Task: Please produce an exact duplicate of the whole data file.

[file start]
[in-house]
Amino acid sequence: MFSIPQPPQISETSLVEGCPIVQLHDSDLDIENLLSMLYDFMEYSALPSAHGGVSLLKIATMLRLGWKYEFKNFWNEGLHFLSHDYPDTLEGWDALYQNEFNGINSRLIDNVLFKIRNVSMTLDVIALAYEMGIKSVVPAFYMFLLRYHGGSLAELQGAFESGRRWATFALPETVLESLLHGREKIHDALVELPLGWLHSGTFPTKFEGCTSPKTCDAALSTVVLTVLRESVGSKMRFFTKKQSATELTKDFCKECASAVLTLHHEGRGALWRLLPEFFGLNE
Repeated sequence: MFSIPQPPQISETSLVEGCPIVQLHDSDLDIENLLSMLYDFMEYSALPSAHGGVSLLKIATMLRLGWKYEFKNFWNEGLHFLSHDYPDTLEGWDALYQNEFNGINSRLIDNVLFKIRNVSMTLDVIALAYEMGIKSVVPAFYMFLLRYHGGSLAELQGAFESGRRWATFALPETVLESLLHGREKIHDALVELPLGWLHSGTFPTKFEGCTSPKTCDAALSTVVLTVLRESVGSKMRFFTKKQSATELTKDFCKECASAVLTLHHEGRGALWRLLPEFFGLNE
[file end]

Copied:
[in-house]
Amino acid sequence: MFSIPQPPQISETSLVEGCPIVQLHDSDLDIENLLSMLYDFMEYSALPSAHGGVSLLKIATMLRLGWKYEFKNFWNEGLHFLSHDYPDTLEGWDALYQNEFNGINSRLIDNVLFKIRNVSMTLDVIALAYEMGIKSVVPAFYMFLLRYHGGSLAELQGAFESGRRWATFALPETVLESLLHGREKIHDALVELPLGWLHSGTFPTKFEGCTSPKTCDAALSTVVLTVLRESVGSKMRFFTKKQSATELTKDFCKECASAVLTLHHEGRGALWRLLPEFFGLNE
Repeated sequence: MFSIPQPPQISETSLVEGCPIVQLHDSDLDIENLLSMLYDFMEYSALPSAHGGVSLLKIATMLRLGWKYEFKNFWNEGLHFLSHDYPDTLEGWDALYQNEFNGINSRLIDNVLFKIRNVSMTLDVIALAYEMGIKSVVPAFYMFLLRYHGGSLAELQGAFESGRRWATFALPETVLESLLHGREKIHDALVELPLGWLHSGTFPTKFEGCTSPKTCDAALSTVVLTVLRESVGSKMRFFTKKQSATELTKDFCKECASAVLTLHHEGRGALWRLLPEFFGLNE